Frederick Douglass: Portraying Slaveholders

[email protected]

Learning and knowledge make all the difference in the world, as Frederick Douglass proves by changing himself from another man?s slave to a widely respected writer. A person is not necessarily what others label him; the self is completely independent, and through learning can move proverbial mountains. The main focus of this essay is on the lives of the American Slaves, and their treatment by their masters. The brutality brought upon the slaves by their holders was cruel, and almost sadistic. These examples will cite how the nature of Douglass?s thoughts and the level of his understanding changed, and his method of proving the evilness of slavery went from visual descriptions of brutality to more philosophical arguments about its wrongness.

Since Douglass was very much an educated man by the time he wrote the Narrative, it is as hard for him to describe his emotions and thoughts when he was completely devoid of knowledge as it is for a blind and deaf man to describe what he thought and felt before he learned to communicate with the outside world. Culture, society, and common beliefs are our bridge to communication with one another. Douglass, then, could never really explain all of what and how he felt about himself in his earlier slave days in such a way that those who read his autobiography would ever understand completely.

Our first glimpse of Douglass is as a small boy, without a birthday, father, or any sort of identity. ?I have no accurate knowledge of my age ? A want of information concerning my own was a source of unhappiness to me even during childhood.? (p. 39) Forced to eat his meals of mush out of a trough, wearing nothing but a long, coarsely-woven shirt, and being kept in complete mental darkness, Douglass was completely dehumanized even before he experienced the horrible violence of the slaveholders towards their slaves. His proof of the evil of slavery, a main theme in the Narrative, is mostly through visual descriptions of the violence of the overseers towards the slaves.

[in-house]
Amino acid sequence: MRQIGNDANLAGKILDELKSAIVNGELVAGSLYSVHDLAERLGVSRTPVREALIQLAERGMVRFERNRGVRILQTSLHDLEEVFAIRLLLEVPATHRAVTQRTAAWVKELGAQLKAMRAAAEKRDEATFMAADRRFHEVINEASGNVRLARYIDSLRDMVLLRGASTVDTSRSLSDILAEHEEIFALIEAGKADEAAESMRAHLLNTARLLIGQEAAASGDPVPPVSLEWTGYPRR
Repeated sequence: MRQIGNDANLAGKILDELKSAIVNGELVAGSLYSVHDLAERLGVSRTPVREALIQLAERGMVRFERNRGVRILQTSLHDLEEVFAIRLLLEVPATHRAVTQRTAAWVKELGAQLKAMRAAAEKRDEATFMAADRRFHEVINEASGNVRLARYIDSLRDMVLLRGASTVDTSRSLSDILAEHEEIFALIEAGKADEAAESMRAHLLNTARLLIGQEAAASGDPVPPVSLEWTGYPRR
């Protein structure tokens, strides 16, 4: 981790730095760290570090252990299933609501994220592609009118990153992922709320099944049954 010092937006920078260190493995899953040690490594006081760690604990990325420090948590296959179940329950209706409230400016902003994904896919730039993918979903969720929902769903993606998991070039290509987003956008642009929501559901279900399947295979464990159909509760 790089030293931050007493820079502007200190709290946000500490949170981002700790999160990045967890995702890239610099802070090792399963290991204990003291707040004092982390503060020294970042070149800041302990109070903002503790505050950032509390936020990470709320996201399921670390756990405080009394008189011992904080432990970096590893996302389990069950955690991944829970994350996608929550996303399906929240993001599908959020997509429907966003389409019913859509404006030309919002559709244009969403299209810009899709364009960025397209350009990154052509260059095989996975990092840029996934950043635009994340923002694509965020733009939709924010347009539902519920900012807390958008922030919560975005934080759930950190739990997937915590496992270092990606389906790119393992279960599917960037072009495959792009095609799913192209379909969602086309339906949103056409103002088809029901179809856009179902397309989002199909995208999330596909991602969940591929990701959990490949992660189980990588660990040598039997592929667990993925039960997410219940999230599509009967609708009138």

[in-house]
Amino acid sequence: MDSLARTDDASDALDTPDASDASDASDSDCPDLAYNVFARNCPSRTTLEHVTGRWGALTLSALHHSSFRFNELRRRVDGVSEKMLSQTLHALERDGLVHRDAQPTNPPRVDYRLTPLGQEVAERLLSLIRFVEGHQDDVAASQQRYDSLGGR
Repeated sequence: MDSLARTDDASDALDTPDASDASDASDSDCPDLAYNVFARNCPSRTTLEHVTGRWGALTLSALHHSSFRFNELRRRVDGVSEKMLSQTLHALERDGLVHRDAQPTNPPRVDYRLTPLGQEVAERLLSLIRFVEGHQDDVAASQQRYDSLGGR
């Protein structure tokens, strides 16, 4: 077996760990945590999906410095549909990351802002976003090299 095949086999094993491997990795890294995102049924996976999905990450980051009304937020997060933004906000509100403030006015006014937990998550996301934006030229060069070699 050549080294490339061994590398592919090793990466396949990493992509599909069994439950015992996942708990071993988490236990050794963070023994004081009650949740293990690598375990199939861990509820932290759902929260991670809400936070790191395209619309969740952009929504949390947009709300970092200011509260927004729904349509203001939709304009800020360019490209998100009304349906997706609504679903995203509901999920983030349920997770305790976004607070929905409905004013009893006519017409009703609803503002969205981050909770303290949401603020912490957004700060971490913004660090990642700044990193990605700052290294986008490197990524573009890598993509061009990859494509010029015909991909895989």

?The louder she screamed, the harder he [the overseer] whipped; and where the blood ran fastest, there he whipped longest ? and not until overcome by fatigue, would he cease ... I remember the first time I ever witnessed this horrible exhibition. I was ? a child, but I well remember it ? I wish I could commit to paper the feelings with which I beheld it.? (p. 42).

These examples show some depth into the lives of a slave as some were treated unhumanly. It was not fair, nor was it just, but it was their life.

It is interesting to note that Douglass has to first learn how the slaveholders think before he can really explain just what it is about slavery that makes it so wrong. Obviously the bloody violence is a major part of what makes slavery so terrible, but there are other aspects, just as horrible, which are not so visible to the naked eye. As a child he could see only what was tangible; without the power of knowledge he could not truly understand the depths of the wrongs. Slowly, the truth opened up to him: ?The light broke in upon me by degrees.? (p. 62). He began to realize that he was his slaveholders equal and through knowledge and education, they were no more important than he was.

By the end of the Narrative, Douglass has proven his deservedness for equality with any white man alive. He has shown that a person doesn?t have to allow himself to be pushed into a generic mold (in his case, a slave), but with a strong personality can escape and better himself. His effective powers of persuasion incorporate not just visual imagery of blood, starvation, and other maltreatment, but also well thought-out descriptions of the true hypocrisy, brutality, and evilness of slavery. His most important point also comes across loud and clear: Lack of learning and knowledge is the only thing that keeps his black brethren complacently in their bonds ? the slaves themselves are in every other way their masters? equals. They are just as intelligent, decent, and capable as any white men.